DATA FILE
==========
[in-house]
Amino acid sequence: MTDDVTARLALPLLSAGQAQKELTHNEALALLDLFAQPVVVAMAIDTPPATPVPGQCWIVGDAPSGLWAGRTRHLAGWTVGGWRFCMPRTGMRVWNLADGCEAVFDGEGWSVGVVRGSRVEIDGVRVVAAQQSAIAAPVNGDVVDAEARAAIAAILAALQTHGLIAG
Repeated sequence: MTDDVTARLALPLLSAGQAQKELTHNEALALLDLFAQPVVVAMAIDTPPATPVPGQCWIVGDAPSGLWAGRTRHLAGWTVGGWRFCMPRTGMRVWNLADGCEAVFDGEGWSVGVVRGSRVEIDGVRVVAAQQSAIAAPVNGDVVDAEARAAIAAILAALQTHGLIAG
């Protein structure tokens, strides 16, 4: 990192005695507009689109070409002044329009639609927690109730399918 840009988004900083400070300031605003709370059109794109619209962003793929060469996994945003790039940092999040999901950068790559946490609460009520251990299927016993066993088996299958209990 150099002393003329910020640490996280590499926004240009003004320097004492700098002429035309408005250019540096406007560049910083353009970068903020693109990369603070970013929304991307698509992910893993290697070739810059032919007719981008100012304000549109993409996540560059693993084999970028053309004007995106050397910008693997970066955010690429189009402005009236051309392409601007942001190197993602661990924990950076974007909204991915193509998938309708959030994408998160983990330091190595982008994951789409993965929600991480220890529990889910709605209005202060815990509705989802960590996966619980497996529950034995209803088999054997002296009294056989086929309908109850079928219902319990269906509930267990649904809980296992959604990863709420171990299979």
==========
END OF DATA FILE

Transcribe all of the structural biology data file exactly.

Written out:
[in-house]
Amino acid sequence: MTDDVTARLALPLLSAGQAQKELTHNEALALLDLFAQPVVVAMAIDTPPATPVPGQCWIVGDAPSGLWAGRTRHLAGWTVGGWRFCMPRTGMRVWNLADGCEAVFDGEGWSVGVVRGSRVEIDGVRVVAAQQSAIAAPVNGDVVDAEARAAIAAILAALQTHGLIAG
Repeated sequence: MTDDVTARLALPLLSAGQAQKELTHNEALALLDLFAQPVVVAMAIDTPPATPVPGQCWIVGDAPSGLWAGRTRHLAGWTVGGWRFCMPRTGMRVWNLADGCEAVFDGEGWSVGVVRGSRVEIDGVRVVAAQQSAIAAPVNGDVVDAEARAAIAAILAALQTHGLIAG
């Protein structure tokens, strides 16, 4: 990192005695507009689109070409002044329009639609927690109730399918 840009988004900083400070300031605003709370059109794109619209962003793929060469996994945003790039940092999040999901950068790559946490609460009520251990299927016993066993088996299958209990 150099002393003329910020640490996280590499926004240009003004320097004492700098002429035309408005250019540096406007560049910083353009970068903020693109990369603070970013929304991307698509992910893993290697070739810059032919007719981008100012304000549109993409996540560059693993084999970028053309004007995106050397910008693997970066955010690429189009402005009236051309392409601007942001190197993602661990924990950076974007909204991915193509998938309708959030994408998160983990330091190595982008994951789409993965929600991480220890529990889910709605209005202060815990509705989802960590996966619980497996529950034995209803088999054997002296009294056989086929309908109850079928219902319990269906509930267990649904809980296992959604990863709420171990299979």